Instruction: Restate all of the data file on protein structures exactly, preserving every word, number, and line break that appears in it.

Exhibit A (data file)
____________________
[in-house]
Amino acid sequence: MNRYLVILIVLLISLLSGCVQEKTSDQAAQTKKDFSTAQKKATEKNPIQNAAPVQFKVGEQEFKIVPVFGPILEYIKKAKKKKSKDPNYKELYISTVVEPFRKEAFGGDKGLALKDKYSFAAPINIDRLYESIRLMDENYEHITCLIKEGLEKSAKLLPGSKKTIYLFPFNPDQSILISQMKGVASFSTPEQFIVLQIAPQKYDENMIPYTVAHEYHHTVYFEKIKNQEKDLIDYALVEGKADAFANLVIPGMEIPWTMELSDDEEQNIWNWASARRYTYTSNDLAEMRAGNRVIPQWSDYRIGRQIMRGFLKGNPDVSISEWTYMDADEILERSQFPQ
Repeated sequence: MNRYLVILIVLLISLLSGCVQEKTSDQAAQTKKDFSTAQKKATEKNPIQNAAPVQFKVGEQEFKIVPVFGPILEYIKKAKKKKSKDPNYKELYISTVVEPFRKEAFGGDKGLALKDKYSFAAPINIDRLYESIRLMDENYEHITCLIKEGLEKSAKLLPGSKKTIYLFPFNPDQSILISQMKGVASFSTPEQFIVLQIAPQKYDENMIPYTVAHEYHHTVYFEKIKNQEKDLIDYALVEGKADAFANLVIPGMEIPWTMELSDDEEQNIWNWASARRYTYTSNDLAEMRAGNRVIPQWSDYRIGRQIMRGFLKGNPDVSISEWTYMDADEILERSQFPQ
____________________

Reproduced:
[in-house]
Amino acid sequence: MNRYLVILIVLLISLLSGCVQEKTSDQAAQTKKDFSTAQKKATEKNPIQNAAPVQFKVGEQEFKIVPVFGPILEYIKKAKKKKSKDPNYKELYISTVVEPFRKEAFGGDKGLALKDKYSFAAPINIDRLYESIRLMDENYEHITCLIKEGLEKSAKLLPGSKKTIYLFPFNPDQSILISQMKGVASFSTPEQFIVLQIAPQKYDENMIPYTVAHEYHHTVYFEKIKNQEKDLIDYALVEGKADAFANLVIPGMEIPWTMELSDDEEQNIWNWASARRYTYTSNDLAEMRAGNRVIPQWSDYRIGRQIMRGFLKGNPDVSISEWTYMDADEILERSQFPQ
Repeated sequence: MNRYLVILIVLLISLLSGCVQEKTSDQAAQTKKDFSTAQKKATEKNPIQNAAPVQFKVGEQEFKIVPVFGPILEYIKKAKKKKSKDPNYKELYISTVVEPFRKEAFGGDKGLALKDKYSFAAPINIDRLYESIRLMDENYEHITCLIKEGLEKSAKLLPGSKKTIYLFPFNPDQSILISQMKGVASFSTPEQFIVLQIAPQKYDENMIPYTVAHEYHHTVYFEKIKNQEKDLIDYALVEGKADAFANLVIPGMEIPWTMELSDDEEQNIWNWASARRYTYTSNDLAEMRAGNRVIPQWSDYRIGRQIMRGFLKGNPDVSISEWTYMDADEILERSQFPQ